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Sea Change

Sea Change

There are moments in life when slowing down perfectly captures the essence 0f luxury. As it turns out, sailing the high seas is one of those moments.

Don’t hold it against me, but I came to cruising quite late in life, having spent my twenties and thirties chasing destinations from one dreary airport to the other. And even though I was usually sitting at the back of the plane jammed into a middle seat with only dreary food and a tiny TV screen to help while away the long hours, I was utterly convinced of the glamour and unbearable sophistication of air travel.

These days - as I lounge indolently on the balcony of my suite, watching the sun set below the horizon of that vast ocean, our ship gently sailing us towards tomorrow and another pretty destination - I am reminded of Oscar Wilde’s quip that youth is wasted on the young.

I think sadly of all that time I wasted packing and unpacking, checking in and out of an indifferent hotel, airless airports, the tedium of long immigration lines, frightening customs officials, and traffic jams, when I could have been lazily sailing the world, undisturbed by anything more serious than the afternoon’s offerings of nap, spa, lecture, movie, art class, mah-jong, yoga or, since these are serious existential questions, a cocktail.

Because for a while there, everyone was talking about the slow food movement, whilst meditation classes told us all to live in the moment. Why, I now think to myself - as I leisurely wander the hilly terraces of Santorini, and stand in the middle of a rocky beach in Antarctica surrounded by thousands of gently honking Gentoo penguins and a few seals - did no one ever tell me about slow travel?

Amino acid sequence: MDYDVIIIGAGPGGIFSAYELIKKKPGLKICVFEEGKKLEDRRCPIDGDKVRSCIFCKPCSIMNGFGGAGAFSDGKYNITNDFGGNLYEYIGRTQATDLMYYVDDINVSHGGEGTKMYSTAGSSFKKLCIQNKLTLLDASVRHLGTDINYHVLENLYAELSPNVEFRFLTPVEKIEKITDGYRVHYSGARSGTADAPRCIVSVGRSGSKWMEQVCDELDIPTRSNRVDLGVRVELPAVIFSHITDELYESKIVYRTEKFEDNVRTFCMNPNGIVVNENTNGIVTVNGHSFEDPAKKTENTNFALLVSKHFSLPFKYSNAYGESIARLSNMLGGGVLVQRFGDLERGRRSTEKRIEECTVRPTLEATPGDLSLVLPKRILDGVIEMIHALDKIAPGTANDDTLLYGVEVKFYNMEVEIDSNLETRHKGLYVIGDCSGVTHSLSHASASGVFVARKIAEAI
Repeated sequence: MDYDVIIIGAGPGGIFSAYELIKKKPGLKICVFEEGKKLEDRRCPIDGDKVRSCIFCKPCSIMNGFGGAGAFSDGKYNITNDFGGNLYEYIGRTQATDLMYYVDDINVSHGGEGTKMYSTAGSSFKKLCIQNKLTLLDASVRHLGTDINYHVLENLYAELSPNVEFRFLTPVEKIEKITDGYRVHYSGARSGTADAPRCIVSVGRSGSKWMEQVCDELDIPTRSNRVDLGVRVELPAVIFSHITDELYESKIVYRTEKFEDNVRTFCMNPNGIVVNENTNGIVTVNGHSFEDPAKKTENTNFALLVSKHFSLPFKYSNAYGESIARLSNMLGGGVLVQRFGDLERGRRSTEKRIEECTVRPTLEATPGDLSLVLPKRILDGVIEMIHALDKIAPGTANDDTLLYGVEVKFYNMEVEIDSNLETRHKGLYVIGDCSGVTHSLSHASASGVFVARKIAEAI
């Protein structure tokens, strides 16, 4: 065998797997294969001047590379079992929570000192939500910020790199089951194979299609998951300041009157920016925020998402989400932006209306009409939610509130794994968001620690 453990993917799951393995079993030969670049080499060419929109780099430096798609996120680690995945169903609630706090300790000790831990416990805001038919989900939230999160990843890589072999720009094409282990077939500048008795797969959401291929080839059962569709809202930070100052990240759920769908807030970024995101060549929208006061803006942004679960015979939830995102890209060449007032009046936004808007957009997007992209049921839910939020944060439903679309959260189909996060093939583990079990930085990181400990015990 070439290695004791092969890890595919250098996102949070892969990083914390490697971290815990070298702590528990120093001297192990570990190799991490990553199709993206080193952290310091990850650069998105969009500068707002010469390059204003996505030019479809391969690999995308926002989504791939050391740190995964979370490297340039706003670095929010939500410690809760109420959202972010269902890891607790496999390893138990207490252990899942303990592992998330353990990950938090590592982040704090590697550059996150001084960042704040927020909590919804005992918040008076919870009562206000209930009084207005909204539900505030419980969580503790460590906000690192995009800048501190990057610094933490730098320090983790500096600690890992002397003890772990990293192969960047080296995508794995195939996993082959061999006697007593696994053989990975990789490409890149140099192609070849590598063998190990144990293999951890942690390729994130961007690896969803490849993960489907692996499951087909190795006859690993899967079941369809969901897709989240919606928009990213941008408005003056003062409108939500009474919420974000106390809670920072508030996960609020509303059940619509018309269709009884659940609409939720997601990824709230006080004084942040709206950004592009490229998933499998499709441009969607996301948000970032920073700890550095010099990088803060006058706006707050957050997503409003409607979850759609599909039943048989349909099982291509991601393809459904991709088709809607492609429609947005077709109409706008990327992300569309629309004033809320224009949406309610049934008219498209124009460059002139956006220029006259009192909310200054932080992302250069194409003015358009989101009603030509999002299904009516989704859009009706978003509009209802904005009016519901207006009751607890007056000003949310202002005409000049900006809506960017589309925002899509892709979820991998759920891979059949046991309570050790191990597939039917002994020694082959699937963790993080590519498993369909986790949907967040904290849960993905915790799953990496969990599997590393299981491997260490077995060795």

Specifically, on a cruise? Filled with breezy languid days that are alternatively washed with endless blue horizons and leisurely explorations of fascinating destinations, an ocean cruise is, for me, easily one of the most extraordinary ways to travel and see the world.

Of course, there are cruises and there are cruises. Some people are thrilled by the idea of spending time on the high seas with 2000 other passengers and a three-storey-high waterslide. Me? Sign me up for a small, luxury liner, please, where the staff to passenger ratio is 2:3, there’s a bathtub in my suite, and a team of travel concierges on hand to work out whether I’d like to do a private tour of the Coliseum in Rome tomorrow when we dock in Civitavecchia, and lunch at the Four Seasons the next day in Florence. Ah, decisions, decisions.

Sidebar…the first time I was in Rome, I missed the Coliseum because I had to rush to the airport for a flight that ended up being delayed for 14 hours. So, there’s that to be said for a cruise.

I wish someone had told me all this when I was younger; but chances are, I wouldn’t have listened. I would’ve been too busy knowing better.


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We look forward to journeying with you.

Daven Wu is a freelance journalist based in London and Singapore. He is the Singapore Editor at Wallpaper*, and also edits the Louis Vuitton City Guide Singapore.

Daven Wu is a freelance journalist based in London and Singapore. He is the Singapore Editor at Wallpaper*, and also edits the Louis Vuitton City Guide Singapore.

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